Dewey and Sarah’s Key

October 17, 2008 at 5:29 pm (Uncategorized)

I read these two, one right after the other, in two days. They both hard to put down! What’s funny though, is one is light and has laugh out loud moments, the other was darker and made me want to cry instead. With that said…

Dewey: The Small-Town Library Cat Who Touched the World by Vicki Myron

Dewey is one lucky cat. He was stuffed into a library book drop box on the coldest night of the year. He’s lucky because for the next two decades almost, he finds a wonderful home in the Spencer Library. Unlike most cats that remain aloof, deeming you unworthy of their royal attention, Dewey is exactly the opposite. He greets patrons at the door, likes to be held over a person’s left shoulder, and will take naps in laps.

Spencer is a town down on it’s luck for economic reasons, and the library wasn’t that great of a spot to go to. Dewey’s arrival helped to usher in some changes for the town and its residents. Word got out that the library has a kitten in residence, and the folks were compelled to check it out. Dewey won almost all of them over. I remember there was an instance where one particular woman kept threatening to parade her cow in the town if the cat wasn’t removed. He never left, and she never made an appearance with her cow.

Throughout the book, Vicki explains the trials that she, Dewey, and the town faced, and how Dewey, in one way or another, helped. He helped bring in more patrons, which in turn helped convince the higher ups to renovate the library. He provided friendly competition, by deciding which lap to plop himself on. He helped one mentally disabled child come out of her shell a bit, and he’s patient with the little ones. And of course, he provided hours of entertainment. He napped in boxes too small to fit his entire body, he played hide and seek, and climbed overhead light fixtures.

It’s a charming book, and it shows how something so small can make such a huge impact.

Sarah’s Key by Tatiana de Rosnay

This was such a sad book! Sarah and her family are French Jews during the WWII. It’s told in two ways : through Sarah herself, and through a reporter, Julia, covering an article of the 60th anniversary of the event, the Vel’ d’Hiv’.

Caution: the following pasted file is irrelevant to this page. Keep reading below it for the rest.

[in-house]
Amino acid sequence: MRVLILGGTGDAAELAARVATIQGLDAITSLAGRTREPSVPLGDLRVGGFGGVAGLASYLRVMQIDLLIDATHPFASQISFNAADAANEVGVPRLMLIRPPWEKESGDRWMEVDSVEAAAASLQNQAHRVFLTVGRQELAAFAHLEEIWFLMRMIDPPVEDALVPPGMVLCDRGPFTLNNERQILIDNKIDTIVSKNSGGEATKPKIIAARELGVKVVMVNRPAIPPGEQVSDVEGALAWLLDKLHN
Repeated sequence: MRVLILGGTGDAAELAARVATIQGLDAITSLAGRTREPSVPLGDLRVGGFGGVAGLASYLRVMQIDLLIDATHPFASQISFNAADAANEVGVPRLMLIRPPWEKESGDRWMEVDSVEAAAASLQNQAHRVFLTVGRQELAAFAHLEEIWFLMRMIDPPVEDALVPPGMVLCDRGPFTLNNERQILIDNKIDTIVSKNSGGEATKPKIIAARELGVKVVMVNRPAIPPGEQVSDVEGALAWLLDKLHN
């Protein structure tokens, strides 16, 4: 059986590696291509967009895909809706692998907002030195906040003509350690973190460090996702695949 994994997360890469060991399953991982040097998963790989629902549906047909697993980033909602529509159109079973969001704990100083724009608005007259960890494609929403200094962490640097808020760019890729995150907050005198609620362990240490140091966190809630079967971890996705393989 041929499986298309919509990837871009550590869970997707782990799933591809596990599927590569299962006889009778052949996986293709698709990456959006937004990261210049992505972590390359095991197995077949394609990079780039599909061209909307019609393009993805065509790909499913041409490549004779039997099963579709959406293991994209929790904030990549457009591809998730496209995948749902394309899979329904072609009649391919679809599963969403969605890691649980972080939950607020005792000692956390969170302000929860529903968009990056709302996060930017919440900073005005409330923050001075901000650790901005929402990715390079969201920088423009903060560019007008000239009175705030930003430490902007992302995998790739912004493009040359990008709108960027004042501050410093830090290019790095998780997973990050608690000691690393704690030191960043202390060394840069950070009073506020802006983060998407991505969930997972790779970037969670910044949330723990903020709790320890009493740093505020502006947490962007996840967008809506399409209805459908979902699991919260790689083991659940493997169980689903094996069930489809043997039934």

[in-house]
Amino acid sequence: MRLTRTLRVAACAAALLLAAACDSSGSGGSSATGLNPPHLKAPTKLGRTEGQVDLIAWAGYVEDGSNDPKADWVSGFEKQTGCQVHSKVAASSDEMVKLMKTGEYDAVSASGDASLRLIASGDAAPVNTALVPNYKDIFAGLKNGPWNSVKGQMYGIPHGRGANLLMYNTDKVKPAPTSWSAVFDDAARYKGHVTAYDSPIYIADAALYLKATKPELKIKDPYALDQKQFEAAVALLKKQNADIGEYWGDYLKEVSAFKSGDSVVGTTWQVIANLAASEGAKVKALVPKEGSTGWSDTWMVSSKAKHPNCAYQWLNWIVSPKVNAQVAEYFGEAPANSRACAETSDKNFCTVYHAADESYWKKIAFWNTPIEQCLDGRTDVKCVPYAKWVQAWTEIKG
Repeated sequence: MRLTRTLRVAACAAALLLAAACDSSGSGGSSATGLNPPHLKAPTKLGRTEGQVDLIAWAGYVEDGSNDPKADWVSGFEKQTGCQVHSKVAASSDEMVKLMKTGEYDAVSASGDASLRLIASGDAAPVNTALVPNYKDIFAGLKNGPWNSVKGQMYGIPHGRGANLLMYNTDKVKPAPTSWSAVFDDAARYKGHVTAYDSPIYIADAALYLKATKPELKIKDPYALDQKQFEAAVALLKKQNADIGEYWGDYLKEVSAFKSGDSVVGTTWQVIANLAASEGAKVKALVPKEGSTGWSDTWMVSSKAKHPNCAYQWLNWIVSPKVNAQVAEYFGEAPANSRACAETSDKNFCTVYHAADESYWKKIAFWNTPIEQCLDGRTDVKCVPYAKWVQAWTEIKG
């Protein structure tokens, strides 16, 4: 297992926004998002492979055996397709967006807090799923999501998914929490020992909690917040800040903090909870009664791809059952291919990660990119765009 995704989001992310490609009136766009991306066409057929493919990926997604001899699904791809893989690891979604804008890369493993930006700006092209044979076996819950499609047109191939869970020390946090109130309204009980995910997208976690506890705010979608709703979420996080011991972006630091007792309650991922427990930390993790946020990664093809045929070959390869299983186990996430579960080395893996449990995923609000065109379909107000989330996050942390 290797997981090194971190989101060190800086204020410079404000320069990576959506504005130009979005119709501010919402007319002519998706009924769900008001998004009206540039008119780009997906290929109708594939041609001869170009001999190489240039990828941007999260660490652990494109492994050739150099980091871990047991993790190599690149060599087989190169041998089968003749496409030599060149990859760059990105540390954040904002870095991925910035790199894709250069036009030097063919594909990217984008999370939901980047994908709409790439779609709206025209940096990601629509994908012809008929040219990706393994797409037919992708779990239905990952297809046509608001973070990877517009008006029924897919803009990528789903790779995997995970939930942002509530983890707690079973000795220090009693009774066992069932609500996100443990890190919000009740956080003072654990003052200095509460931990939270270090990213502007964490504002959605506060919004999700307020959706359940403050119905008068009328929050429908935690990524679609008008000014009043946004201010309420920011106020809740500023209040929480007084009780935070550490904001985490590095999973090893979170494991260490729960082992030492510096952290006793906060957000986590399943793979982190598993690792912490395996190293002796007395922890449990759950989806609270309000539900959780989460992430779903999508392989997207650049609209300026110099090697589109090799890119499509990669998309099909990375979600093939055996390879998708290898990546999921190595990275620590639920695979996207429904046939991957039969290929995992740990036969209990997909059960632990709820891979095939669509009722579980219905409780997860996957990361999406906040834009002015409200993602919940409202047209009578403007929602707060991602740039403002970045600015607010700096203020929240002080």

It takes place during the Holocaust, in France. Sarah is a French born Jew, and she’s only 10 years old. French police have been arresting Jewish men, so there’s fear among the Jews, causing the men to leave, or hide at night. One night, the police come to Sarah’s home, but this time they come for the entire family. Sarah, unknowing of what’s really going on, ferrets her 4 year old brother into a secret compartment and locks it, promising to let him out soon. She thinks they will return for breakfast and all will be normal. So begins the horrific event that still shames France.

All of the Jewish families gathered that night are brought to the Vel’ d’Hiv’. They are crammed in their like cattle, with no food or water, for days. When Sarah’s father realizes what she did with her brother, he knows what you, the reader know – the child will die. After a few days of starvation, they are herded onto trains and taken to the idyllic countryside, to a holding camp. The men are the first to go, almost immediately. Shortly after, the children are taken, despite the screaming of the women, and their heads are shaved. By this time, Sarah is desperate to get back to her brother.

She manages to escape, and with the help of an elderly couple, she makes her way back home to hoorifying results.

Julia is married to a chauvinistic French man. He’s rude and uncouth, but always apologetic and great in bed. After learning of her article, he tells her to forget it, it’s old news. Like a good reporter, she starts doing research into the event, and seeks out witnesses and survivors. After a strange conversation with her grandmother-in-law, she starts to realize that her in-laws may have a story to tell about that time period. They just don’t want to discuss it. After some digging around, she comes across information about Sarah’s family, and she starts to unfold the events that transpired after Sarah’s discovery.

The story doesn’t get any better. It remains just as sad. It’s a well written book, and to answer one of the reading group questions in the back, I preferred Sarah’s voice. Hearing the events from a 10 year old makes it even more powerful. An adult knows what’s going on, and they will try to protect the children from it. For the children, there is only fear. They get ripped from the familiar, forced to endure the hardships of starvation and pitiful living conditions. They are forcibly separated from their parents, their rock and anchor, forced to become orphans and fend for their selves. It’s a lot more depressing and shameful.



  1. bermudaonion said,

    I can’t wait to read Dewey!

  2. Michele @ Reader's Respite said,

    I just loved Sarah’s Key….so sad but very real.

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